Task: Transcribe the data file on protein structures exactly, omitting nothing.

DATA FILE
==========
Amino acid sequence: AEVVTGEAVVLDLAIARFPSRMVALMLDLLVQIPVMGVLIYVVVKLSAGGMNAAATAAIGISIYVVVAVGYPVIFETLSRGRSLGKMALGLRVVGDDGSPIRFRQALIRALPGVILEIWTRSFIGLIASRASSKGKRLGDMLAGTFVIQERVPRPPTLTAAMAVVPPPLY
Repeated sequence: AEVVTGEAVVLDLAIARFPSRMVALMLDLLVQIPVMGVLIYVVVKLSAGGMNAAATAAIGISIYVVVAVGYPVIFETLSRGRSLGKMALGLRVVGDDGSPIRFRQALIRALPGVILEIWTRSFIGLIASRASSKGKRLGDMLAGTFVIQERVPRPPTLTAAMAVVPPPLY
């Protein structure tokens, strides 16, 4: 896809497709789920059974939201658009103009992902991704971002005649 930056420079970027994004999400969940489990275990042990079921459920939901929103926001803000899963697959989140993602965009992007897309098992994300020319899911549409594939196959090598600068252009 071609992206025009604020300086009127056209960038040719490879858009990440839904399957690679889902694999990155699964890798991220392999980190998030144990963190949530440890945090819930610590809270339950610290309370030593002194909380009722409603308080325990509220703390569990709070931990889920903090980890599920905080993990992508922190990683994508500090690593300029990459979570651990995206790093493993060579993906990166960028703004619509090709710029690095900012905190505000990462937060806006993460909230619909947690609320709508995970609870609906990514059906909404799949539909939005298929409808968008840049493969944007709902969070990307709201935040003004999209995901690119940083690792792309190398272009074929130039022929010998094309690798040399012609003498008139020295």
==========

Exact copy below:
Amino acid sequence: AEVVTGEAVVLDLAIARFPSRMVALMLDLLVQIPVMGVLIYVVVKLSAGGMNAAATAAIGISIYVVVAVGYPVIFETLSRGRSLGKMALGLRVVGDDGSPIRFRQALIRALPGVILEIWTRSFIGLIASRASSKGKRLGDMLAGTFVIQERVPRPPTLTAAMAVVPPPLY
Repeated sequence: AEVVTGEAVVLDLAIARFPSRMVALMLDLLVQIPVMGVLIYVVVKLSAGGMNAAATAAIGISIYVVVAVGYPVIFETLSRGRSLGKMALGLRVVGDDGSPIRFRQALIRALPGVILEIWTRSFIGLIASRASSKGKRLGDMLAGTFVIQERVPRPPTLTAAMAVVPPPLY
């Protein structure tokens, strides 16, 4: 896809497709789920059974939201658009103009992902991704971002005649 930056420079970027994004999400969940489990275990042990079921459920939901929103926001803000899963697959989140993602965009992007897309098992994300020319899911549409594939196959090598600068252009 071609992206025009604020300086009127056209960038040719490879858009990440839904399957690679889902694999990155699964890798991220392999980190998030144990963190949530440890945090819930610590809270339950610290309370030593002194909380009722409603308080325990509220703390569990709070931990889920903090980890599920905080993990992508922190990683994508500090690593300029990459979570651990995206790093493993060579993906990166960028703004619509090709710029690095900012905190505000990462937060806006993460909230619909947690609320709508995970609870609906990514059906909404799949539909939005298929409808968008840049493969944007709902969070990307709201935040003004999209995901690119940083690792792309190398272009074929130039022929010998094309690798040399012609003498008139020295």